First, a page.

The patient/plaintiff, age sixty-nine, went to the defendant’s dental office in January 2009 due to pain in tooth No. 30. The defendant general dentist offered the patient two options, a root canal or tooth extraction. The patient chose extraction. Immediately after the extraction the defendant gave the patient instructions to call if she developed any problems, as well as a prescription for Motrin for pain. No antibiotics were prescribed because he saw no signs of infection and the patient was not immune-compromised.
The patient’s condition worsened over the next forty-eight hours with significant swelling and pain on the right side of her face, but she did not call the defendant dentist. Two days after the extraction, the patient went to the hospital emergency room where she was diagnosed with a severe and life-threatening abscess in the submandibular and submental space. An oral-maxillofacial surgeon performed emergency surgery to drain the abscess which was compromising her airway. The procedure was done extra-orally, leaving temporary scarring along her right jaw line.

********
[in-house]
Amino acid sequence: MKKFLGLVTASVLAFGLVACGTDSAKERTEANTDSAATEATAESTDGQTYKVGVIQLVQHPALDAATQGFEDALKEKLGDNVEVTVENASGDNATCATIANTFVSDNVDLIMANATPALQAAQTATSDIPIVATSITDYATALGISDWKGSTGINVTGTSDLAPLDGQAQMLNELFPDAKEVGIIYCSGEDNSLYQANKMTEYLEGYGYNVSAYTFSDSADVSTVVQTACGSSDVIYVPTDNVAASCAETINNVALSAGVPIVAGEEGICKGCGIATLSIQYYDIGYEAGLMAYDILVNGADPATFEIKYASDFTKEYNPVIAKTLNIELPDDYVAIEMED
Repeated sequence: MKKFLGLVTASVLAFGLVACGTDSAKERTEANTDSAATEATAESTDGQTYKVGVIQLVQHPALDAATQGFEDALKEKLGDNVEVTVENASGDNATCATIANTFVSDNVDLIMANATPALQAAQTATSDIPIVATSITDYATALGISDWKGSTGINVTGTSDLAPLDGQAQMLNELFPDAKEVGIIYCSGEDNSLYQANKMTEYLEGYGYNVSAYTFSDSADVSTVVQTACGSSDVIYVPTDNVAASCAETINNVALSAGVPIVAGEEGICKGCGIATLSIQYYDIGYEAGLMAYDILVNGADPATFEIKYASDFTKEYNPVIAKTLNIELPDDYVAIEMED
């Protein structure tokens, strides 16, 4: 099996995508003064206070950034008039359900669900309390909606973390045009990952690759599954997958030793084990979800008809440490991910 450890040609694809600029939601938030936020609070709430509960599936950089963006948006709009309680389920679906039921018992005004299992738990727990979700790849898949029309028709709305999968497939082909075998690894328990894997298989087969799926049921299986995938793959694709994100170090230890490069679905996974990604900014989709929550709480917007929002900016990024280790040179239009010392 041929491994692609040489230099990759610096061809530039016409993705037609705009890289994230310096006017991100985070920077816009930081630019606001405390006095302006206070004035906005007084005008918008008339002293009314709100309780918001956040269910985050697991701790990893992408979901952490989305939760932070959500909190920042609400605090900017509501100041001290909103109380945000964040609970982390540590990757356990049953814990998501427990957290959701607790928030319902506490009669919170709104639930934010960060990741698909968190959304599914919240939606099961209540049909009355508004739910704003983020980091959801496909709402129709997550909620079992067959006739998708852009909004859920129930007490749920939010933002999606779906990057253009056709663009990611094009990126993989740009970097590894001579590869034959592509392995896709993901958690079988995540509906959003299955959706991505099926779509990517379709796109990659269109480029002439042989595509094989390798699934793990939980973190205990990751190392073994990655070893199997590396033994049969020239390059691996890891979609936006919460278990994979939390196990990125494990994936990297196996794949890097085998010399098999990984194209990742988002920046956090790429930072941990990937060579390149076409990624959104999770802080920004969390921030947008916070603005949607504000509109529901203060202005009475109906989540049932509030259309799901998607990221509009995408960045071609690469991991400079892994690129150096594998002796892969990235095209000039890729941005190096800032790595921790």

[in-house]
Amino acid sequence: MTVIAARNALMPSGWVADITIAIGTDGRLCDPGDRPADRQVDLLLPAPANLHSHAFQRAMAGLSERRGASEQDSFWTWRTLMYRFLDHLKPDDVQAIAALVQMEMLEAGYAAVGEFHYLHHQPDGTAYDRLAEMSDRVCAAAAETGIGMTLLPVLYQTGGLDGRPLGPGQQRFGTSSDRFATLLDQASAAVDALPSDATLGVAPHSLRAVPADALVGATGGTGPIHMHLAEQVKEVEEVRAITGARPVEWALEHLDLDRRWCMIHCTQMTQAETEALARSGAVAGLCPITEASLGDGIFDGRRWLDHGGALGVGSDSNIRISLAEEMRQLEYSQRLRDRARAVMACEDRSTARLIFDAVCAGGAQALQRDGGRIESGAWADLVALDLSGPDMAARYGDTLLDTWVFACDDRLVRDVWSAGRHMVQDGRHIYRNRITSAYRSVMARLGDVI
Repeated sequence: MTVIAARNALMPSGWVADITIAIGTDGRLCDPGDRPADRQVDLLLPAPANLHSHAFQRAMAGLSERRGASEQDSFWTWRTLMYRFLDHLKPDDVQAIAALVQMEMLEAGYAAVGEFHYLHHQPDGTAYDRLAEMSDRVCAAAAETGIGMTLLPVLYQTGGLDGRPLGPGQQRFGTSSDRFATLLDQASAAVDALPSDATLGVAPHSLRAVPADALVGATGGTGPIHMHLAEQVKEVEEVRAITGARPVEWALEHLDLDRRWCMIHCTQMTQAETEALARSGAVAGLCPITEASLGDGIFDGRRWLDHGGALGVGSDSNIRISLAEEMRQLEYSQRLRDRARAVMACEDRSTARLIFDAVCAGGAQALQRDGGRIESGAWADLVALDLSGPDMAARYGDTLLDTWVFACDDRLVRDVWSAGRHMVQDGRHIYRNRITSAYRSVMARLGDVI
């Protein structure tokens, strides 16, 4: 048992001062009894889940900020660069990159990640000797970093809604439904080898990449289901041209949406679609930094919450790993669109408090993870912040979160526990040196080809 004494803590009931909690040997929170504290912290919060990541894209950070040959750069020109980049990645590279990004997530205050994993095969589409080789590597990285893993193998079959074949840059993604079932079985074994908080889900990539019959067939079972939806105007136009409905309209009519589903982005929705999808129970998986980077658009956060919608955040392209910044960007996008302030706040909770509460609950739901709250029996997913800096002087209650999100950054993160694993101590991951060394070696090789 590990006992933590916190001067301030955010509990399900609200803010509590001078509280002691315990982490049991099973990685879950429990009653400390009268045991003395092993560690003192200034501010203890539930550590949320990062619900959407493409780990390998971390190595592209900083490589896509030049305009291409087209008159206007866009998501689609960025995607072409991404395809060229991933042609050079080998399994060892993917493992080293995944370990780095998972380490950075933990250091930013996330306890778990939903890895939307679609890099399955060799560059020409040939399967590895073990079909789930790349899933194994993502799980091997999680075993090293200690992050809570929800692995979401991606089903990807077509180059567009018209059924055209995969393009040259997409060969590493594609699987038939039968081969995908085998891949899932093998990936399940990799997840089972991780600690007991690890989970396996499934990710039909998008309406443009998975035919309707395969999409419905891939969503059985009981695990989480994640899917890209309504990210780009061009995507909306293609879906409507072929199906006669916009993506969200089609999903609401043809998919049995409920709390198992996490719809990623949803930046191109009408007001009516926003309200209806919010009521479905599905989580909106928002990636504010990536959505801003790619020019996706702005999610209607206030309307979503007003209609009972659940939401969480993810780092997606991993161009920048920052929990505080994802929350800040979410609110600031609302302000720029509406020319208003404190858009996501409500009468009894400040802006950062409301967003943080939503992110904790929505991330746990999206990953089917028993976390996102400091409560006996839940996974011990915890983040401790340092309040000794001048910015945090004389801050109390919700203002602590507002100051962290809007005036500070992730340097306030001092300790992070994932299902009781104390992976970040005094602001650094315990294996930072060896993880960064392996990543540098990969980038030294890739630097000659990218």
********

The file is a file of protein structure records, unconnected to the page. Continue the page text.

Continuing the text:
The patient claimed that an antibiotic should have been prescribed by the defendant dentist after the extraction because a pre-extraction x-ray showed a radiolucency and the patient had pain, both of which were consistent with the presence of an infection.
The defendant dentist claimed that there were no signs of a pre-extraction infection, that the x-ray did not show any radiolucency and that the patient’s pain was due to nerve inflammation which does not require antibiotics. The defendant dentist also alleged negligence by the patient for failing to call him regarding her deteriorating condition. The defendant dentist additionally claimed that the patient’s condition was not serious when she arrived at the emergency room.
According to reports, a defense verdict was returned.
With permission from Medical Malpractice Verdicts, Settlements & Experts; Lewis Laska, Editor, 901 Church St., Nashville, TN 37203-3411, 1-800-298-6288.